Possibly those in Congress here in the United States have forgotten that the “www” prior to a web address or domain name stands for “World Wide Web.” In late October 2011 the Stop Online Piracy Act (SOPA) was introduced to the House of Representatives and according to CNN Money, SOPA was expected “sail quickly through committee approval in the house.” However, here it is 2012 and hearings about SOPA are being cancelled and the legislation is being reworked.
This Wednesday, January 18, 2012 sites like Wikipedia, Reddit, Boing Boing, the Cheezburger network of comedy and others all plan to participate in a blackout protest of SOPA. The internet bigwigs, Google, claim that SOPA will cause an “online Armageddon.”
Could the face of the internet as we know it drastically be changed forever?
SOPA aims to crack down on copyright infringement, those fighting for SOPA, whom have been dubbed “Hollywood” are claiming that “rogue overseas” sites, such as Pirate Bay are infringing on their copyrights and causing the destruction of American jobs. Pirate Bay operates like a bazaar for illegal downloads of digital content – such as music, movies and TV shows.
Okay so you may be asking yourself, what is so wrong with SOPA, fighting copyright is not all bad and this battle has been fought before (note: Napster). In short here is what will happen if SOPA passes: copyright holders can reach out to law enforcement officials when their rights are infringed upon, the infringing site will then be shut down. Yeah I said it — closed, done, no more, gone. But it gets better. When such site is reported, search engines (like Google, Yahoo and Bing), as well as other providers, will have to block the “rouge” site when ordered to do so by a judge.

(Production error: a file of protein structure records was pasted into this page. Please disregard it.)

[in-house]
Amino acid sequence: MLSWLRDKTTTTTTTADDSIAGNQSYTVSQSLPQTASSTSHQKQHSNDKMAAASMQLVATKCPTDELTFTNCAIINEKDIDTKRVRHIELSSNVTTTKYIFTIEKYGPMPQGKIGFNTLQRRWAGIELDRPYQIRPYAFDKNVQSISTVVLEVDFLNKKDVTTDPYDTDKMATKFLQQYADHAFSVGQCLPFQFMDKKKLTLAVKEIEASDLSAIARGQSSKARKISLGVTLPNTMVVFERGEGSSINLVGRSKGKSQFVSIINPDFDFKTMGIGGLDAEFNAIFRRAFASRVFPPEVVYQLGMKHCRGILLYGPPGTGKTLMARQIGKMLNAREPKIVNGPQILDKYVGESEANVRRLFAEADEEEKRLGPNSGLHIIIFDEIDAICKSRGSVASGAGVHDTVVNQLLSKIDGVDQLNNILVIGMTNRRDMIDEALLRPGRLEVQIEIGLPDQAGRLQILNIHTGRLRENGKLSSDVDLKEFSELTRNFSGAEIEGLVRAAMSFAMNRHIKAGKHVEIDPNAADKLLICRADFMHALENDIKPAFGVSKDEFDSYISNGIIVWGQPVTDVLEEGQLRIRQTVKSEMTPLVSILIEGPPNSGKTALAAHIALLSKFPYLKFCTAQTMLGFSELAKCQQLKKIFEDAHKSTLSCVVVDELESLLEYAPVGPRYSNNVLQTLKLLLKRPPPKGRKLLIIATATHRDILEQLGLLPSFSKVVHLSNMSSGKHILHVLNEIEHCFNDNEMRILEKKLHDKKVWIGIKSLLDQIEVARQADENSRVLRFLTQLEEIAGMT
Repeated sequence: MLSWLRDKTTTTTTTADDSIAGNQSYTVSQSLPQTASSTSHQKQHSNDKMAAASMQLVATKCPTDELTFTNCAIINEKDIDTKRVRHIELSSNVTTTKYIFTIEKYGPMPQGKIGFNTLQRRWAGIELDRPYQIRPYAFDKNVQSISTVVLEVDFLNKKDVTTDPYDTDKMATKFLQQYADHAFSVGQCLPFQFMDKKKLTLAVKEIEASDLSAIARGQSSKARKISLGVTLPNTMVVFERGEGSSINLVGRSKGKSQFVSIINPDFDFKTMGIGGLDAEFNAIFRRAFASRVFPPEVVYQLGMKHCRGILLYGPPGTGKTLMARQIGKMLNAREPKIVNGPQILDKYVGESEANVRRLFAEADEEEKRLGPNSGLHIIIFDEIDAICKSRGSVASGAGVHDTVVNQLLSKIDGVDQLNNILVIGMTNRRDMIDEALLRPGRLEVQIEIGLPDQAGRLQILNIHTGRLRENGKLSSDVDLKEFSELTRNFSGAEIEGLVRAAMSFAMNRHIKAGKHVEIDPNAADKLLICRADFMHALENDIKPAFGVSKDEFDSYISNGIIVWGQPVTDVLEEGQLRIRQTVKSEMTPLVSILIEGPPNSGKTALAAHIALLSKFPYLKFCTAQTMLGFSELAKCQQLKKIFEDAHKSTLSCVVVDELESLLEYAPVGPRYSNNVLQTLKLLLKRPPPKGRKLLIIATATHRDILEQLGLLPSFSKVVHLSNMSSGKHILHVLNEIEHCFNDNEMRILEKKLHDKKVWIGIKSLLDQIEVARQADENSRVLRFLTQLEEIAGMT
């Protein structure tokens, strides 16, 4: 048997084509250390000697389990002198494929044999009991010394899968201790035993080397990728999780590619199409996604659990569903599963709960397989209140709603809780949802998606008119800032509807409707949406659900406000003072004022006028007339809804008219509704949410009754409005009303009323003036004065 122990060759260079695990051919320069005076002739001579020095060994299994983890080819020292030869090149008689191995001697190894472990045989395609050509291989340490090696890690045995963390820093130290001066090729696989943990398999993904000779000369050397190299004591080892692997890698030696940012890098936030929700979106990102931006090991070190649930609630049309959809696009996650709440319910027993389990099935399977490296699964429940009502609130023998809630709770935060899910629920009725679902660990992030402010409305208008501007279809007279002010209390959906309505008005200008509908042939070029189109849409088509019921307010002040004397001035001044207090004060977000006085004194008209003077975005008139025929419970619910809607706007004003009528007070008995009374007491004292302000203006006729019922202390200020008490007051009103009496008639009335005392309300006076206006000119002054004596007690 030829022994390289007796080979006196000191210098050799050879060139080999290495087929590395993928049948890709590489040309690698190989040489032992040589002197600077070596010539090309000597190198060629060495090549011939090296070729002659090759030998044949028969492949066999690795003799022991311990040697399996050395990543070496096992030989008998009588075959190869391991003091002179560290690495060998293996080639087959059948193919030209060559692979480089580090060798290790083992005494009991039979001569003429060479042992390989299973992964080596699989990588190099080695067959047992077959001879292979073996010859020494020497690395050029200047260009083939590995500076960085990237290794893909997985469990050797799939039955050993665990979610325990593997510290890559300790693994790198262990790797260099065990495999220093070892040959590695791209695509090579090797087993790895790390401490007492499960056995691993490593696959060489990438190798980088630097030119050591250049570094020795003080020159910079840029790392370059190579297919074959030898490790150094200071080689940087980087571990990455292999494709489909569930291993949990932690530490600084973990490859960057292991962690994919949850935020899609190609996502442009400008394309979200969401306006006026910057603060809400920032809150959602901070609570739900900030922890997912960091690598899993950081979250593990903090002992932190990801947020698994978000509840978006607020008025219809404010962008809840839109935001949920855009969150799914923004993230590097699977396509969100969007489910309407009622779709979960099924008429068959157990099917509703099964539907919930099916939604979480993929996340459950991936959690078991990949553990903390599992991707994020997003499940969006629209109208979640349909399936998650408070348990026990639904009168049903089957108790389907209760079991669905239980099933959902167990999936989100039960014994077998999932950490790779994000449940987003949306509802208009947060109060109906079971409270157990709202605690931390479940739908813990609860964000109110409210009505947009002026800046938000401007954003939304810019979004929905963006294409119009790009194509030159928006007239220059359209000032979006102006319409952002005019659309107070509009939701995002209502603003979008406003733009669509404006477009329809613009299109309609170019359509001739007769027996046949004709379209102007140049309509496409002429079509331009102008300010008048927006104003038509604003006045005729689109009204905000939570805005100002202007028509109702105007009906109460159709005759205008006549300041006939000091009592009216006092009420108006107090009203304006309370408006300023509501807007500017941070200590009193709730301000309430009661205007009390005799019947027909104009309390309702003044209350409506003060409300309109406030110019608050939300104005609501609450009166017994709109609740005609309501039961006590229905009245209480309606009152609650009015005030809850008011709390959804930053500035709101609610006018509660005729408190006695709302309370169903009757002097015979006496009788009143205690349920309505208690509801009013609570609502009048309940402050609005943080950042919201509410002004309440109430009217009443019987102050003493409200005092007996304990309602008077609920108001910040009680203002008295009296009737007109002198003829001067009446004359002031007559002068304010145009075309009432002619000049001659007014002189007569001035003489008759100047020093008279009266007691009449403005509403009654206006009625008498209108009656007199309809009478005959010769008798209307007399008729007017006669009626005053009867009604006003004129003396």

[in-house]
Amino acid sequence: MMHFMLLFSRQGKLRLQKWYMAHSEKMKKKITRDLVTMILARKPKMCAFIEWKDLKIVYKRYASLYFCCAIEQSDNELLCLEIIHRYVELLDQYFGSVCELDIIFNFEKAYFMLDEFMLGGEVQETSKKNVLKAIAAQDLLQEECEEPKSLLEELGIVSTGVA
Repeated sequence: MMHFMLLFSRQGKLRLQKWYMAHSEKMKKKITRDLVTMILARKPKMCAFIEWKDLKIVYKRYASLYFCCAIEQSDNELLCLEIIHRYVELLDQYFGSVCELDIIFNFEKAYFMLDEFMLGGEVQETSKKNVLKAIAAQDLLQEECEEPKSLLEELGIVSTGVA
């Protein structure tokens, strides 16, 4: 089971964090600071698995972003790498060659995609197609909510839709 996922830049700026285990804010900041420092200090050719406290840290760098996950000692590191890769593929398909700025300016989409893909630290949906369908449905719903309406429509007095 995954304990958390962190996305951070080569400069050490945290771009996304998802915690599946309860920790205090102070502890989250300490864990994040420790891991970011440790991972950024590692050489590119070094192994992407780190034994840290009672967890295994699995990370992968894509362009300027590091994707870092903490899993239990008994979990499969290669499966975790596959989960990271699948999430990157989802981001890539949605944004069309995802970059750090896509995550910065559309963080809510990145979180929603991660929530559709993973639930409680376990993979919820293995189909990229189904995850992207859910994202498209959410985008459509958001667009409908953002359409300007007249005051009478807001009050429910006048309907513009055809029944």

“Hollywood” has apparently lost its good faith in internet users as SOPA is a hard slap in the face to the 1998 Digital Millennium Copyright Act which stated that companies (i.e. websites) “act in good faith” when the copyright holder asks them to take an item down.
Now you may be thinking, “Okay, so good bye Pirate Bay, but other than that, how does SOPA affect me?”
SOPA jeopardizes the open beauty if the internet, which in turn could jeopardize your use of the internet.
In November 2009 The Mosh Pit posted Rammstein album ban from Germany, the post included a picture of the band from their website and a video of the band via YouTube. Sometime since the post the image has been removed by the copyright holder – without my knowledge. (For any of you that are unfamiliar with my blog or new, The Mosh Pit is a blog I created a few years ago as a class project and have updated every so often since. When I launched The Mosh Pit I did not save the images I was planning on using in each post to my computer, instead each image was back linked to its original home. Soon I noticed my images just disappearing off my site, they had been taken down because someone had claimed copyright infringement and had the link back to the page to prove it – no notification of the removal was sent to me, the post creator and the link to the original image was removed.)
What might you post that could get you shut down? What site do you frequent that could fall victim to SOPA?
I for one am outraged by SOPA and cannot help but feel like SOPA will create an American spin off of the Chinese internet and Google China. Who knew that in the home of the brave and land of the free that something like the internet, the World Wide Web, could be restricted?
So internet, what are your thoughts?
There is a Twitter chat happening about SOPA today, Tuesday January 17, 2012 at 2pm ET; follow hash tag #asnechat